# Is every continuous endomorphism of the Schwartz space a pseudo-differential operator?

Let $$\mathcal{S}:= \mathcal{S}(\mathbb{R}^n)$$ be the Schwartz space of smooth functions with rapid decay. The question is pretty simply stated in the title. Pseudo-differential act continuously on the space $$\mathcal{S}$$, it is therefore natural to wonder whether they are the only ones:

Is there a continuous operator $$T:\mathcal{S} \to \mathcal{S}$$ which is not a pseudo-differential operator? i.e. not of the form: $$T(f)(x) = \int_{\mathbb{R}^n}a(x,\xi)\hat f(\xi)e^{ix\xi}d\xi$$

For some appropriate symbol $$a(x,\xi)$$ (of class $$S^m$$ for some $$m$$)

EDIT: For a more interesting follow up version of this question (which is not trivially false) see here.

## 1 Answer

No, the most obvious example is the reflection operator: $Rf(x) = f(-x)$ this is not pseudolocal (in fact the $\xi$-compotent of the wavefront set gets a sign flip). Also the Fourier transform.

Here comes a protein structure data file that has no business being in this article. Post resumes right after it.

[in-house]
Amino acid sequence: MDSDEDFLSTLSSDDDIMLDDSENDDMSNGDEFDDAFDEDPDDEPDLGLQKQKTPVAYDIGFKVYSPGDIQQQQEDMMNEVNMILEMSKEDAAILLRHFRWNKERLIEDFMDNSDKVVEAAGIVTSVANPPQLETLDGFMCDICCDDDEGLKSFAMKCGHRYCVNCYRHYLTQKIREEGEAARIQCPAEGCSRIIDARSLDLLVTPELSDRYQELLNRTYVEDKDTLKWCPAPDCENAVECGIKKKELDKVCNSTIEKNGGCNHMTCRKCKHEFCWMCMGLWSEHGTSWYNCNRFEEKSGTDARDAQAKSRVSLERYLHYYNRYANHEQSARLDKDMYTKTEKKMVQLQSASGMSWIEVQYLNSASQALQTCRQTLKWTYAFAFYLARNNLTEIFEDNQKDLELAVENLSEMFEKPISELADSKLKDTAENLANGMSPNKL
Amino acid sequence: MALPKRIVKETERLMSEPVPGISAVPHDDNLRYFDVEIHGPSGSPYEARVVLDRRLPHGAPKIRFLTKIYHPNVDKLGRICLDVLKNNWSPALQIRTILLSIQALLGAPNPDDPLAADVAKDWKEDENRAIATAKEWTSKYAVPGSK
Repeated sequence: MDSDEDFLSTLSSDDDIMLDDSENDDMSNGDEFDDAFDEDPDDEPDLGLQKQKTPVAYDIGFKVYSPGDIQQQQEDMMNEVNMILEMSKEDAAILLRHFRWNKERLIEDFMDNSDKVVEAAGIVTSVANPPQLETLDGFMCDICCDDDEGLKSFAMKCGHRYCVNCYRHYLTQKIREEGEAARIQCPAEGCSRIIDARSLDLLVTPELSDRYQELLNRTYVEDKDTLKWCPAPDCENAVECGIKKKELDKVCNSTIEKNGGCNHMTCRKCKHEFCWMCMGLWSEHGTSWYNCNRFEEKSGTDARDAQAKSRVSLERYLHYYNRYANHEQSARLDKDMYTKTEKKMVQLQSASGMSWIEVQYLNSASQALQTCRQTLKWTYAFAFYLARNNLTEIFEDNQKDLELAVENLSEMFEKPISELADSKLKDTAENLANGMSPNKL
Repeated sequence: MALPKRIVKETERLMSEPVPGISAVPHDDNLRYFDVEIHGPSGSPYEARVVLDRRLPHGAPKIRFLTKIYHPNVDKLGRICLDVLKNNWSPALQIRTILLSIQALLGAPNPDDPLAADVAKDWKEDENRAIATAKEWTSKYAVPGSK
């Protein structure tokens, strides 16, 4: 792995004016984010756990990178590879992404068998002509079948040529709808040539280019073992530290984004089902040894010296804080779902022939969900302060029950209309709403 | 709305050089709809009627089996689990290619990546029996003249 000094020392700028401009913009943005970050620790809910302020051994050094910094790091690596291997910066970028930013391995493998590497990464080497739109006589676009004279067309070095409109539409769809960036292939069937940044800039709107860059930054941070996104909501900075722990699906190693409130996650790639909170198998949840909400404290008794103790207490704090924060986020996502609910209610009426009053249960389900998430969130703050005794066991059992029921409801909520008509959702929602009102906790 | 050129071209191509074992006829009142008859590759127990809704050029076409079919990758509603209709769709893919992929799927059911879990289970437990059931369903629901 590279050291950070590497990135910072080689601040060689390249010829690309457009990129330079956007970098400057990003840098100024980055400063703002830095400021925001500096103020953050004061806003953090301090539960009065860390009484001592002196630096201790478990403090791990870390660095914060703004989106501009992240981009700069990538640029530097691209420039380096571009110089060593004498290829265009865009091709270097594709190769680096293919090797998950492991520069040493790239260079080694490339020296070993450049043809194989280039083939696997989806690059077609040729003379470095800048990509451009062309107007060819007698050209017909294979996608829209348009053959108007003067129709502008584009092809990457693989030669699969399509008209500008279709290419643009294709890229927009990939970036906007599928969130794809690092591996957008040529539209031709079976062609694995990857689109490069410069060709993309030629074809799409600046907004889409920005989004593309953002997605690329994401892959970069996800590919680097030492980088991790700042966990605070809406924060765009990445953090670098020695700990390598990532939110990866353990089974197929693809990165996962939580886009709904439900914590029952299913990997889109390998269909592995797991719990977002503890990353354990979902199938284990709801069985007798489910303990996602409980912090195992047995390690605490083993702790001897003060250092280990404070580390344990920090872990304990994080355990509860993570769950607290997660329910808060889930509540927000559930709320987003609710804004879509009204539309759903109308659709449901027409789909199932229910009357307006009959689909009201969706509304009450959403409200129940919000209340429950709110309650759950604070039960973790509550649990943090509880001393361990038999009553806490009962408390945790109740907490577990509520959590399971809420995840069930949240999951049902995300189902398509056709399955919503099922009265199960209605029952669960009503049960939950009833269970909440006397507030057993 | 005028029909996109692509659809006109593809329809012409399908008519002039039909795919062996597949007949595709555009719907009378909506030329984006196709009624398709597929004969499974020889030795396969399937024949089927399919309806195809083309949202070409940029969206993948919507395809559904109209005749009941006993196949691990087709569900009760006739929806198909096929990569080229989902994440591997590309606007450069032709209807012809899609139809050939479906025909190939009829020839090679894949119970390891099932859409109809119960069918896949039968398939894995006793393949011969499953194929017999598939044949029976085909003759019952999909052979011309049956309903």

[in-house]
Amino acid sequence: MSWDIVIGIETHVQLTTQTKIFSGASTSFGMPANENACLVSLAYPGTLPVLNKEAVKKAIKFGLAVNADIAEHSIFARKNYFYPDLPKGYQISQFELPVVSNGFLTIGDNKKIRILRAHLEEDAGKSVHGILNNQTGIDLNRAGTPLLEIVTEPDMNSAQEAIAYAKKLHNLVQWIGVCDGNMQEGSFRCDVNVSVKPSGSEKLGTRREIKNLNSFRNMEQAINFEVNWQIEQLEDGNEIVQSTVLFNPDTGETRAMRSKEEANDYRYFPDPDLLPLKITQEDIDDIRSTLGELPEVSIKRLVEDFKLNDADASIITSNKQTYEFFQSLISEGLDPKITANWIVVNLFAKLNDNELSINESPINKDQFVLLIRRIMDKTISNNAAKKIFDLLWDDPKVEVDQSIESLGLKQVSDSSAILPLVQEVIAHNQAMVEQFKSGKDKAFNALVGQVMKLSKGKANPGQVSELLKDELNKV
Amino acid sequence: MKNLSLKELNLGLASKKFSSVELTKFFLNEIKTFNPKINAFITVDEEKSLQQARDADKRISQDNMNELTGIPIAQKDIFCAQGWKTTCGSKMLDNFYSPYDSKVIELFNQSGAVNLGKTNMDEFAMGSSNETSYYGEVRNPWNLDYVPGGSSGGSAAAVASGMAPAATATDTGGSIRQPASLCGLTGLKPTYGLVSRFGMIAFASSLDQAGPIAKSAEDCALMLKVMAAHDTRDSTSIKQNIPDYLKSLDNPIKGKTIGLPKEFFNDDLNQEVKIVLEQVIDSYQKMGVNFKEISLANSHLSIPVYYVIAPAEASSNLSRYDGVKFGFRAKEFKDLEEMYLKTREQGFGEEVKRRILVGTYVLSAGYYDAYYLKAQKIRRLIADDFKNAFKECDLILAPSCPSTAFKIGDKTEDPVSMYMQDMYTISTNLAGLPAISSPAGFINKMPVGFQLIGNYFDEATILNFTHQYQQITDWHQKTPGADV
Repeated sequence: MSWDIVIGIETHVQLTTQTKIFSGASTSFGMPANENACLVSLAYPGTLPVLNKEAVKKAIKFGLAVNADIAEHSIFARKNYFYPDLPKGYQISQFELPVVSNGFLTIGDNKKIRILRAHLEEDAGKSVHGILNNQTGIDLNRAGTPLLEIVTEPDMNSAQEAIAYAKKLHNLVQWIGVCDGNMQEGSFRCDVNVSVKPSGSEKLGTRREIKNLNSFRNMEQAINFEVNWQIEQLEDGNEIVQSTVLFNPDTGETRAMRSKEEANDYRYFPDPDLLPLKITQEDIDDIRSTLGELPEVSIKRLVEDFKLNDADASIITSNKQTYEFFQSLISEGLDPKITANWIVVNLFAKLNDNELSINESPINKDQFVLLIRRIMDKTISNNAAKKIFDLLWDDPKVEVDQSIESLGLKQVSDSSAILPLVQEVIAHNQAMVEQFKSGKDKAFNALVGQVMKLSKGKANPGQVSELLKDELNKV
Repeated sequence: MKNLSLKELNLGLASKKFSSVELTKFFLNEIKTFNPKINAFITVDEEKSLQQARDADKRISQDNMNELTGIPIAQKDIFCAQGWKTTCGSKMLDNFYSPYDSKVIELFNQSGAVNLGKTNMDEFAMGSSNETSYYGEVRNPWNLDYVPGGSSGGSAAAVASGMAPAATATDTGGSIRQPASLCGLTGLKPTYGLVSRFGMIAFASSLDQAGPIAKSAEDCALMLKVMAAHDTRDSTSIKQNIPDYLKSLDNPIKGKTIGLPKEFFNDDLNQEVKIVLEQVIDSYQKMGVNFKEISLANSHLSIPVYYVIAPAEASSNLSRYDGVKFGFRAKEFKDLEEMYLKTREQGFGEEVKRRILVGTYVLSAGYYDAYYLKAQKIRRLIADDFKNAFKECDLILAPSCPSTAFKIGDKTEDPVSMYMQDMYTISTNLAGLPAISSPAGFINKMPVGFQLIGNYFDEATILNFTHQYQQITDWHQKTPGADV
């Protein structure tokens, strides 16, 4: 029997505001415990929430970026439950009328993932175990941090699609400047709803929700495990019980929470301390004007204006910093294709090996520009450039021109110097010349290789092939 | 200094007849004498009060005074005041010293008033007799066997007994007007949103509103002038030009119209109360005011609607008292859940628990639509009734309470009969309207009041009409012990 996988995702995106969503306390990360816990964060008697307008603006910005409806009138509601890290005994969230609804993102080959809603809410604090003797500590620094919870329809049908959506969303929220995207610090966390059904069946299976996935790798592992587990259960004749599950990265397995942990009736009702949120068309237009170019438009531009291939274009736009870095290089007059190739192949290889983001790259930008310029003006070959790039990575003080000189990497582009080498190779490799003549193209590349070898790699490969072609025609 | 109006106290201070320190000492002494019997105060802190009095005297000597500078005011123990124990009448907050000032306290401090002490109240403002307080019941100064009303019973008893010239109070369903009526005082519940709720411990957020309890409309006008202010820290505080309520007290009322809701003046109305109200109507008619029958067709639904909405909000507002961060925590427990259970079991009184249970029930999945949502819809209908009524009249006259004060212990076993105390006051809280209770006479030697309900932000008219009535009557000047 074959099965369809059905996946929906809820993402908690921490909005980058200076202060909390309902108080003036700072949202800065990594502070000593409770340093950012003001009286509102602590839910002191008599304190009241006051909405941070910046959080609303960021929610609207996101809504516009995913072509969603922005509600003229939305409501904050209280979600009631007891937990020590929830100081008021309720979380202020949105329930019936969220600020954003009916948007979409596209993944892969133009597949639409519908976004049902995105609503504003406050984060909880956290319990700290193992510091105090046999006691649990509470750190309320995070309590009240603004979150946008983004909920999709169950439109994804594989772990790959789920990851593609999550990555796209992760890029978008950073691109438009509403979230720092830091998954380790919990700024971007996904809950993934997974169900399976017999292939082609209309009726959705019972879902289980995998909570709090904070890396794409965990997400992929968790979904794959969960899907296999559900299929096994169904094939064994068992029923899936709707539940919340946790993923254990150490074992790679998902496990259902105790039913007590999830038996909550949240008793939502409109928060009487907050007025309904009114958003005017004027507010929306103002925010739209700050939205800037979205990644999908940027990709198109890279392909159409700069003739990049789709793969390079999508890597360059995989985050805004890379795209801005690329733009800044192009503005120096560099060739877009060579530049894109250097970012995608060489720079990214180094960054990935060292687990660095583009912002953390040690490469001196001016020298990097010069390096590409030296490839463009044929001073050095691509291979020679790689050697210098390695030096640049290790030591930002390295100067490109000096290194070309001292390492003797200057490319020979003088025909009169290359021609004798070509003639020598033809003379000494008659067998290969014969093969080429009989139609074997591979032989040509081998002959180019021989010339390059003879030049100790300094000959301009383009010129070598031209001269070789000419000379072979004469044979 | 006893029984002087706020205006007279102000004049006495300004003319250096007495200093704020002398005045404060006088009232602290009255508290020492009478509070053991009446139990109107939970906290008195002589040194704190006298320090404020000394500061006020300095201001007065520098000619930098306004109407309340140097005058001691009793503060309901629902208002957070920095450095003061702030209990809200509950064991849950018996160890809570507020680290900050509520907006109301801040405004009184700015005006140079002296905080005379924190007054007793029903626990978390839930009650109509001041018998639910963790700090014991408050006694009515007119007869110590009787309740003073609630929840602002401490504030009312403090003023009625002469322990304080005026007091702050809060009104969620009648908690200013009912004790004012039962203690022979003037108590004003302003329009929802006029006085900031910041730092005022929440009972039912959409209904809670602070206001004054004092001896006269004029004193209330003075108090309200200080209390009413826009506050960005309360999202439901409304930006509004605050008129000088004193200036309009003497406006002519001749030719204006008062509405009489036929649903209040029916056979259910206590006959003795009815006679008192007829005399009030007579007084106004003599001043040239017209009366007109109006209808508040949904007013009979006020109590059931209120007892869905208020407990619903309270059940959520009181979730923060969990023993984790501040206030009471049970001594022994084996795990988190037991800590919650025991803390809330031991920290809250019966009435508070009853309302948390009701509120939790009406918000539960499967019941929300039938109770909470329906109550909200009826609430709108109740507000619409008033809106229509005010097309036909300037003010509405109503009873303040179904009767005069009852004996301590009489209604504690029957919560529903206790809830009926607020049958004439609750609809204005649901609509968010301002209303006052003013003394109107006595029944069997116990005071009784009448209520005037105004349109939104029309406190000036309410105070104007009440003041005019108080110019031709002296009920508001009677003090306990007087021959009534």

More generally, every compactly supported Fourier integral operator with non-trivial Lagrangian (not the co-normal to the diagonal) is not a pseudodifferential operator, but preserves the Schwartz-space.

• Sorry, I realize now how stupid that was... Thanks. – Saal Hardali Nov 3 '17 at 17:29
• OK but does pseudo-locality suffice? – მამუკა ჯიბლაძე Nov 3 '17 at 18:02
• @მამუკაჯიბლაძე Yeah, that's what i wanted to ask too! – Saal Hardali Nov 3 '17 at 19:09
• @SaalHardali I asked a follow-up question. – Joonas Ilmavirta Nov 3 '17 at 22:38